Explain how the pair of words in these sentences are different in their meaning.. The winning horse TROTTED/RAN to the finish line.. This table is very SMOOTH/FLAT.. That is a very HIGH/TALL...

Explain how the pair of words in these sentences are different in their meaning.

. The winning horse TROTTED/RAN to the finish line.
. This table is very SMOOTH/FLAT.
. That is a very HIGH/TALL building.
. That is a very FLAT/SLIPPERY road.

p.s on other words, explain why it is difficult to decide if they have the same meaning or not .

Expert Answers
James Kelley eNotes educator| Certified Educator

Here's my response:

. The winning horse TROTTED/RAN to the finish line.

It's easy to decide that these two words don't have the same meaning. The words have very different meanings; "ran" is much faster and energetic than "trotted." The defintions do not overlap.

. This table is very SMOOTH/FLAT.

It's not entirely easy to decide if these two words have different meanings. A very FLAT thing will always have a SMOOTH surface, but the opposite is not always true (e.g. a river stone can be very smooth but round). The definitions tend to overlap a little, but there is some distinction between them.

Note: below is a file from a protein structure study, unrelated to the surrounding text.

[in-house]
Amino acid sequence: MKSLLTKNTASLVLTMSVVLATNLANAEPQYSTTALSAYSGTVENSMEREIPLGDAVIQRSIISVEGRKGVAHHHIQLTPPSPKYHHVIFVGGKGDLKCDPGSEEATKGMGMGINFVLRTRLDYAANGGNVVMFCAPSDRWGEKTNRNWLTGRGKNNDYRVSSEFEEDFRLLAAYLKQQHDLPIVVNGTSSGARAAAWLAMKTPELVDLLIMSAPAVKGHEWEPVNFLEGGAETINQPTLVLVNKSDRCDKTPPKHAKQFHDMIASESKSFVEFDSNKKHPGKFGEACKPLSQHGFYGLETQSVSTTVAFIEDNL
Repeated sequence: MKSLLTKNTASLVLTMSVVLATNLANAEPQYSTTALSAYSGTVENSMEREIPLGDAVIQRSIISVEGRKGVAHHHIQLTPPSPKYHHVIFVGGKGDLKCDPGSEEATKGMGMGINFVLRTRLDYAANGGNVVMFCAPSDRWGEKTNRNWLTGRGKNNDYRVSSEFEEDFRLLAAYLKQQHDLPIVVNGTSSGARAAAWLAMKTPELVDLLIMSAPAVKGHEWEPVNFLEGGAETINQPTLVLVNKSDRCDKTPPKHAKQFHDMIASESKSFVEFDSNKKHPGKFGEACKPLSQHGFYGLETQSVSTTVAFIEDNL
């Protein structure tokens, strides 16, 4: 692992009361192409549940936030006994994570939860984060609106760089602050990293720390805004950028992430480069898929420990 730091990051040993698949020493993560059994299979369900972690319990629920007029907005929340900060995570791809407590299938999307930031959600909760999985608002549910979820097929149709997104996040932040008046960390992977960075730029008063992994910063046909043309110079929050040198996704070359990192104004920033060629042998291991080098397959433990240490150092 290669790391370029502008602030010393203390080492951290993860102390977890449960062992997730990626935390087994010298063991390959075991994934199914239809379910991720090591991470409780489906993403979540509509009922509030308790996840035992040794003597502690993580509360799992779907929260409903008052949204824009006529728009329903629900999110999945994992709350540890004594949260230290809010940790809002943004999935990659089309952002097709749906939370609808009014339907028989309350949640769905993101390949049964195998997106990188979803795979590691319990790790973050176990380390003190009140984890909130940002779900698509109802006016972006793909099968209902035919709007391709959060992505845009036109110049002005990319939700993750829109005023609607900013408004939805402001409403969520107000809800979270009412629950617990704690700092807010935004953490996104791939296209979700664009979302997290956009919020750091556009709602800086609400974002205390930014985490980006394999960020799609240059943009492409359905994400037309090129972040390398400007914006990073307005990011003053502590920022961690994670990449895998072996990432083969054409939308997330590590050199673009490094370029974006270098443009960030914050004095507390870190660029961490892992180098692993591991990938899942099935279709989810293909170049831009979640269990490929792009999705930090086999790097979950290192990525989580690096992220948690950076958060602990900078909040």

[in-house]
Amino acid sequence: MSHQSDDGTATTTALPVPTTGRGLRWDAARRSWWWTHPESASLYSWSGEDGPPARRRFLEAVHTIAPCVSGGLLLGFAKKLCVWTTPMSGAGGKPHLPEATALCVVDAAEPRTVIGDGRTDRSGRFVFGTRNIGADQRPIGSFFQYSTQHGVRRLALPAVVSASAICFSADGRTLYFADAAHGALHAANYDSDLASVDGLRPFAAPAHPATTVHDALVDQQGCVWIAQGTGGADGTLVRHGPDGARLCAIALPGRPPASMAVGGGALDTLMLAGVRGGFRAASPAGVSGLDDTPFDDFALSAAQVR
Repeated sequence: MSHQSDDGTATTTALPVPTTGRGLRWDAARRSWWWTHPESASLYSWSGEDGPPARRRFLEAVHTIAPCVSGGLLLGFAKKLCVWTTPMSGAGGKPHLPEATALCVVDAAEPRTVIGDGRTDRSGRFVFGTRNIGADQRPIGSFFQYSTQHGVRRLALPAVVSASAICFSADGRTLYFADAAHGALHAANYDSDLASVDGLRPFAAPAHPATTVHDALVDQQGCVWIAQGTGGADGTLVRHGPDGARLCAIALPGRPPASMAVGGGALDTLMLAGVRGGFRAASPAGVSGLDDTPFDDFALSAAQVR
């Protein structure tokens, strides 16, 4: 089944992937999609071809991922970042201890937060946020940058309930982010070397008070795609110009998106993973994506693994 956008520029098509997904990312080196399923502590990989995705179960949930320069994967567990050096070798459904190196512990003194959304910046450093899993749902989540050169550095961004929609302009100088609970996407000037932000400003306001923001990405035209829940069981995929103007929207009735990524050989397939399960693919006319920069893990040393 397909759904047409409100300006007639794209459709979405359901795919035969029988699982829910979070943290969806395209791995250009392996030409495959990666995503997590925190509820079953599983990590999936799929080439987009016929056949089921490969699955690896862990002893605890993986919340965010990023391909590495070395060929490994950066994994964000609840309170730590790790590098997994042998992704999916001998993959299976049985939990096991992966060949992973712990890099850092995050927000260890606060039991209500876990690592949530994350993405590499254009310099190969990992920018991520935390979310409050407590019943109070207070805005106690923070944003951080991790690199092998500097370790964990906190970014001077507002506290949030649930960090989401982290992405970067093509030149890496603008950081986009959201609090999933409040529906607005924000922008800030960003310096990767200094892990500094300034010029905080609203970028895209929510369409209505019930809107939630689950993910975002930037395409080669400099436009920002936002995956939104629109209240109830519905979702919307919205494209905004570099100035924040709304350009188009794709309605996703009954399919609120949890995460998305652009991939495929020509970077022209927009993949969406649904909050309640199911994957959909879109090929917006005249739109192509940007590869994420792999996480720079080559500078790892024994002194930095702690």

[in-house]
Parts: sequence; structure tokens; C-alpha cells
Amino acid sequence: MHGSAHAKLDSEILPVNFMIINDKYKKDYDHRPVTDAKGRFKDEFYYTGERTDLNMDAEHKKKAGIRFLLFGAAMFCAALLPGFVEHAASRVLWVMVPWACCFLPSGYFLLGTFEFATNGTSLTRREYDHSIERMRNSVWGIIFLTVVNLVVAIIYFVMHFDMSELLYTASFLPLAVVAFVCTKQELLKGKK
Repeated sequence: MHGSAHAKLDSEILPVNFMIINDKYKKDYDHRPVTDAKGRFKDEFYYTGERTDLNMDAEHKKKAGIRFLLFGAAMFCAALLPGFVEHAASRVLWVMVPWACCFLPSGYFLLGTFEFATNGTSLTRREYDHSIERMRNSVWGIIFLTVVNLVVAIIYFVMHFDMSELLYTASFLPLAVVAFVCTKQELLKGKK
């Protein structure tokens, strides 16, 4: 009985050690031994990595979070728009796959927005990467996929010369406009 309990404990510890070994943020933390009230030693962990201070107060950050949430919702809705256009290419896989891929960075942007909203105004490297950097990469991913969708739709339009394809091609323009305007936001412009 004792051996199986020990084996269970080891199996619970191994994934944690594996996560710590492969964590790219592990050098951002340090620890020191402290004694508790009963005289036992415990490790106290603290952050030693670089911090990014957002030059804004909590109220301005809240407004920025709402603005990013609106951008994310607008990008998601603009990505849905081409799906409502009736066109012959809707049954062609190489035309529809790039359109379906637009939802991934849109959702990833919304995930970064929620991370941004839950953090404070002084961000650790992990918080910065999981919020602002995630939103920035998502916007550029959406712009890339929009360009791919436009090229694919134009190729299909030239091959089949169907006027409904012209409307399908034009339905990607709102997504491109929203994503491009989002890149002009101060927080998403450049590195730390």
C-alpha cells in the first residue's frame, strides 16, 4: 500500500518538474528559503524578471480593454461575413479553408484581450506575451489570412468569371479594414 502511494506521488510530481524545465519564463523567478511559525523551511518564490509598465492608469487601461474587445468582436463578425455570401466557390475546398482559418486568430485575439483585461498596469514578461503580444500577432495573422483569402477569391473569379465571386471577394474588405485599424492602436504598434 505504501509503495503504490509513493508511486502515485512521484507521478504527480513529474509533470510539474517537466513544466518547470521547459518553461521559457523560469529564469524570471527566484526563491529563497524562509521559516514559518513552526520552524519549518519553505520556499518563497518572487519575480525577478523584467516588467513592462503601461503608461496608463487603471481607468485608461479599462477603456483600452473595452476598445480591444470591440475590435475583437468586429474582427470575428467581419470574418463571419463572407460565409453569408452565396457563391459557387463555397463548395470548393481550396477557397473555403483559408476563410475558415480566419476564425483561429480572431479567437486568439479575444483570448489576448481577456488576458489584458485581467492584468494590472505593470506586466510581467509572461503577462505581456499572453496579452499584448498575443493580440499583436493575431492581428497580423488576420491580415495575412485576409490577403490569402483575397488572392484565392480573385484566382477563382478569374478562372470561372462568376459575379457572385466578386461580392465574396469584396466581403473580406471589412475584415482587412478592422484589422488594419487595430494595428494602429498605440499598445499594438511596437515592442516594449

. That is a very HIGH/TALL building.

It's not easy to decide if these two words have different meanings. The definitions of HIGH and TALL overlap.

. That is a very FLAT/SLIPPERY road.

It's easy to decide that these two words don't have the same meaning. While FLAT things can be SLIPPERY, they just as often are not. For example, a FLAT wet road is often slippery; a FLAT dry road is usually not. The definitions do not overlap.

pohnpei397 eNotes educator| Certified Educator
  1. Trotting is slower than running.  Technically, trotting is a "gait" where the horses diagonal feet go up at the same time (right front, left back).  But in general, trotting is slower than running.
  2. Smooth is the texture of the surface -- opposite of rough.  Flat is its shape -- that it has no parts that are higher or lower than other parts.
  3. "High" doesn't really get used for buildings much.  It's usually used for elevation ("high up in the air").  To describe something, we say it's tall.  To say where it is, we say it's high up.
  4. Flat is like in #2.  Slippery means that it's easy to slip on it.